as liquid water cools, it becomes?
denser, but only up to a point
at 4 degrees celsius
water begins to expand as it cools further
zero degrees celsius
ice freezes into a crystal based on the placement of hydrogen bonds
proton donors. a substance that dissociates in solution to yield hydrogen ions (H+)
any substance that yields a proton is a?
proton acceptors, eaither dissociate in water to produce hydroxide ions and a cation, or split water to form a cation and hydroxide ion
water tends to slightly dissociate into?
hydrogen adn hydroxide ions (H+ and OH-)
in pure water, the concentrations of these ions are?
H+ = OH- = 10^-7
ten more times = 10^-6
acidic solutions
have an elevated H+, and thus reduced OH-
basic solutions
have an elevated OH-, and thus reduced H+
pH scale
to express the proton concentration of a solution
pure water has a pH of?
so ten times more = 10^6 or pH 6
ten times less = 10^8 or pH 8
a pH below 7 is
a pH above 7 is
the pH of most living things is?
7.2 to 7.4
minimize pH changes
weak acids and weak bases serve as?
a liquid into which a substance dissolves
the dissolved substance
solvent + solute
form from acids adn bases
are salts, acids, or bases that form ions in water and thus can conduct an electrical current when dissolved in water. (pure water is poor conductor, but put salt in and it is)
are substances like sugar that dissolve in water do not become ionic
a mixture of 2 or more elements and/or more elements and/or compounds
mixtures that are not uniform composition throughout - a living organism is a good ex.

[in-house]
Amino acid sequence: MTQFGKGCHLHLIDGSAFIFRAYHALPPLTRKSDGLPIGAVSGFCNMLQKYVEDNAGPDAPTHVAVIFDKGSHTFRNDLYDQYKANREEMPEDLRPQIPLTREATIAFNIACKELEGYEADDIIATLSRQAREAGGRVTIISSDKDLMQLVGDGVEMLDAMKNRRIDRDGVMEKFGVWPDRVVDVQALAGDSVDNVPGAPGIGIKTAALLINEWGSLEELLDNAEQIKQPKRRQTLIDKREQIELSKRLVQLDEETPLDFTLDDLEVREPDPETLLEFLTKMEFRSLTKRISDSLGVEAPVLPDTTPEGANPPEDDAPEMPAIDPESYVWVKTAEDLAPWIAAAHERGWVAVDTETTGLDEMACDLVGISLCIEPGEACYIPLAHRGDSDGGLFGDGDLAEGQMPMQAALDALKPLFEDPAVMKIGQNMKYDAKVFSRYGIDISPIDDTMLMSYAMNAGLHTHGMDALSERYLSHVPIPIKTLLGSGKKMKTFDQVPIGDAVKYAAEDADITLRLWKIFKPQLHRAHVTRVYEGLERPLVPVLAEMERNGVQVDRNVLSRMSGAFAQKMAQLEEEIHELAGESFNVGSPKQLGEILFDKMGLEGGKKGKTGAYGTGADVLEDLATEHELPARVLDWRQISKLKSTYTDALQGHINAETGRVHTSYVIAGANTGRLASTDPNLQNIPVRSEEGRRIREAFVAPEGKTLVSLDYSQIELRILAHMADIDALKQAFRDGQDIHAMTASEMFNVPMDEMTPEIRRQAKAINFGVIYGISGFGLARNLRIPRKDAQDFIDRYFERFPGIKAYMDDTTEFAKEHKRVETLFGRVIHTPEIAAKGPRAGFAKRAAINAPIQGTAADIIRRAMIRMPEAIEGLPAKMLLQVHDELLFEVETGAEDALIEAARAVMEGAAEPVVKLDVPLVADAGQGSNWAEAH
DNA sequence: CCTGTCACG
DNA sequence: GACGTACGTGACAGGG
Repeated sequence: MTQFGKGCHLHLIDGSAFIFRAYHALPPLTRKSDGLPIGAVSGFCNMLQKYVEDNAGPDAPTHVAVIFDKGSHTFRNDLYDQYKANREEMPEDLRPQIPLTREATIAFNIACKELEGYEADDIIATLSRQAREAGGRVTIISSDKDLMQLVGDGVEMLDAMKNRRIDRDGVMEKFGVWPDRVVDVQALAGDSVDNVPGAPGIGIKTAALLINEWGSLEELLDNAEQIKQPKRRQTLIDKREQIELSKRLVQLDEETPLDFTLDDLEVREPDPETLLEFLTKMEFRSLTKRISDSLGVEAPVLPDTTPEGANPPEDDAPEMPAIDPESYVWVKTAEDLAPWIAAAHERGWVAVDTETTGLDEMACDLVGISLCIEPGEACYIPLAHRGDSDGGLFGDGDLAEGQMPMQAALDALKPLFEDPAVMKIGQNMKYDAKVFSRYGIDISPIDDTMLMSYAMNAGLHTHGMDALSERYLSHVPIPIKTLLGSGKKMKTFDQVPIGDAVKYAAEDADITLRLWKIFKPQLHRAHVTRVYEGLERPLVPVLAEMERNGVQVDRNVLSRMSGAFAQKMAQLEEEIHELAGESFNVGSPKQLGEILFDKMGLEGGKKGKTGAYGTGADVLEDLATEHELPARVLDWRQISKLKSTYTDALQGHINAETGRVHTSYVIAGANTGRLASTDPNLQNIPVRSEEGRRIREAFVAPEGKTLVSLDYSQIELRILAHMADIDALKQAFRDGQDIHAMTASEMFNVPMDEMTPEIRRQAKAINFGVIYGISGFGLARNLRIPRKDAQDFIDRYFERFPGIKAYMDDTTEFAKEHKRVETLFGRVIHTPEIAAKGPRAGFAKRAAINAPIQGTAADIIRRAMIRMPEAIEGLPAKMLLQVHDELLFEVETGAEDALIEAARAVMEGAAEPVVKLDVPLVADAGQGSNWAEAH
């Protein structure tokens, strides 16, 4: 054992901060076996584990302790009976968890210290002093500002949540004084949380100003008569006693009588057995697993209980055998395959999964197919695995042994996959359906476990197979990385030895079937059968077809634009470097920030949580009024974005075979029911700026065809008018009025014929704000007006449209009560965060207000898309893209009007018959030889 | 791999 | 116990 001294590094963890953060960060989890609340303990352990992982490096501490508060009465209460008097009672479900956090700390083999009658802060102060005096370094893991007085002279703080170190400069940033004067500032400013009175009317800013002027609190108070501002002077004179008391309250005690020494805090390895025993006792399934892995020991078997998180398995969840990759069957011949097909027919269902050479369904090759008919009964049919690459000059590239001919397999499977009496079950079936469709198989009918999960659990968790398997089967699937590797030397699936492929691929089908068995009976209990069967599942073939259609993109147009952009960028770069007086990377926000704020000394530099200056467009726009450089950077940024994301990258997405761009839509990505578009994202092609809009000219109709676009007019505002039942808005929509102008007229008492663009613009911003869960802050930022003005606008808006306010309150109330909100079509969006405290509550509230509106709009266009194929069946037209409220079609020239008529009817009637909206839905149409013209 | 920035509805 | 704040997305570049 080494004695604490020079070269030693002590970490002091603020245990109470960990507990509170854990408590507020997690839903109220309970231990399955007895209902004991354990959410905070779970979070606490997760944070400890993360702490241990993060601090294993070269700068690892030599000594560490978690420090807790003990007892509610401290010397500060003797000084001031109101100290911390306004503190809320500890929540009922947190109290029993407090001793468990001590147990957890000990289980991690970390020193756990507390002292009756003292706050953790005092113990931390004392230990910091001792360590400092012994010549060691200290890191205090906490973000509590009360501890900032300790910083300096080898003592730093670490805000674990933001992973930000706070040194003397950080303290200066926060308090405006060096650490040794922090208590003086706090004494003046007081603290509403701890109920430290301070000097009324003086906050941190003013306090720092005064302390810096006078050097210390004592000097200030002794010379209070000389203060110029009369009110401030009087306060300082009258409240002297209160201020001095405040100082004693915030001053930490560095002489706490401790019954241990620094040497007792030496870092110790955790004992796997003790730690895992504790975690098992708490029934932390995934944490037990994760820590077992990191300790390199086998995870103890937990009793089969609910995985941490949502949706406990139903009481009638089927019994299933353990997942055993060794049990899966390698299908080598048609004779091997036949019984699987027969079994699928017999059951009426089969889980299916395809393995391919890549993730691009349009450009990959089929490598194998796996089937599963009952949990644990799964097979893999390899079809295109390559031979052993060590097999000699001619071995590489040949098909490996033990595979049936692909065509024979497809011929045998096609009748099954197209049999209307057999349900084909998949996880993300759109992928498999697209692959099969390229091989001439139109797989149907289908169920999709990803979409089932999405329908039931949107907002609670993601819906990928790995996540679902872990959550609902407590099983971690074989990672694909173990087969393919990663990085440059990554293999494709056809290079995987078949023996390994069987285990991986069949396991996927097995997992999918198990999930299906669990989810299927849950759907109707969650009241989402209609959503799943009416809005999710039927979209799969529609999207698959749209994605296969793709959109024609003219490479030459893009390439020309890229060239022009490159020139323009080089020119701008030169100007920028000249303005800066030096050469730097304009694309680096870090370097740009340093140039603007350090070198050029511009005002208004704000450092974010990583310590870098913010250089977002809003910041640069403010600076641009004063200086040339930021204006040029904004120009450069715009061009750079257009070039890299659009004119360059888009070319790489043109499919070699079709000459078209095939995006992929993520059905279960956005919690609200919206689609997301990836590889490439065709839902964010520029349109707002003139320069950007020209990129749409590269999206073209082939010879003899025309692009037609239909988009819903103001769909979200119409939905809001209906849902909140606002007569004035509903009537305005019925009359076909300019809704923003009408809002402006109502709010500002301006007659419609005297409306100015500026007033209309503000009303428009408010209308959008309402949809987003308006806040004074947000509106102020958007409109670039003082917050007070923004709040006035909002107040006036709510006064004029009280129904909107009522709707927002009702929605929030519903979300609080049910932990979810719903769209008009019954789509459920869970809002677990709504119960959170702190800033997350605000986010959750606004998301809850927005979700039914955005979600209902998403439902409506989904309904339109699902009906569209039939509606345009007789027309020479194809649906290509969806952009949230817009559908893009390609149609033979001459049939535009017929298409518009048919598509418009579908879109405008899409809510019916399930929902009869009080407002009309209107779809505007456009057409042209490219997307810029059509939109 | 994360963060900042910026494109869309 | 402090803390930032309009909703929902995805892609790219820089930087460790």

mixtures that are completely uniform thorughout, a salt water is a good ex.
organic chemistry
have at least one carbon covalently bonded to another carbon atom or to hydrogen, the chemistry of organic molecules is organized around the carbon atom
single carbon cardon bonds allow?
rotation around them and lend to flexibility to molecules
the shape of a molecule is important in determining?
its chemical and biological properties
molecules that have same molecular formula but different structures
substances with the same arrangement of covalent bonds, but the order in which the atoms are arranged in space is different
structual isomers
substances w/ the same molecular formula that differ in the covalent arrangement of their atoms
two kinds of stereo isomers
cis-trans isomers - associated w/ compounds that have carbon carbon double bonds
enantiomers - substances that mirror images of each other and that cannot be superimposed on each other
functional groups
groups of atoms covalently bonded to a carbon backbone that give properties different from a C-H bond
hydroxly group
polar, found in alcohols, interacts w/ water
carbonyl group
polar, found in aldehydes and ketones, interacts w/ water
carboxyl group
weally acidic, found in organic acids, iteracts w/ water
amino group
weakly basic, found in such things as amino acids, interacts w/ water
sulfhydryl group
essentiallu nonpolar, found in some amino acids, does not interact w/ water
phosphate group
weakly acidic, found in such things as phospholipids and nucleic acids. interacts w/ water
methyl group
CH - chomp down on meth
nonpolar(thus hydrphobic), found in such things as lipids, other membrane components
are long chains or branching chains based on repeating subunits (monomers)
ex. proteins(polymer) made from amino acids (monomer)
very large polymers
polymers are degraded into monomers by?
monomers are covalently linked to form polymers
the four major classes of biologically important organic molecules are
carbohydrates, lipids, proteins, and nucleic acids
include sugars, starches, and cellulose. contain only 3 elements - C, H, O = CH20
created for energy storage and consumed for energy production
carbohydrates are grouped into?
monosaccharides, disaccharides, and polysaccharides
simple sugars(a single monomer).
include ribose and deoxyribose
include GLUCOSE, fructose, and galactose
pentose and hexose sugars form what kind of structure?
ring structures in solution -this often creates diastereomers
consist of two monosaccharide
units. formed when the equivalent of a water molecule is removed from the 2 monosaccharides
two monomers are joined by a
glycosidic linkage
common disaccharides
maltose, sucrose, lactose
(malt sugar)has 2 glucose subunits
(table sugar) glucose + fructose
(milk sugar) glucose + galactose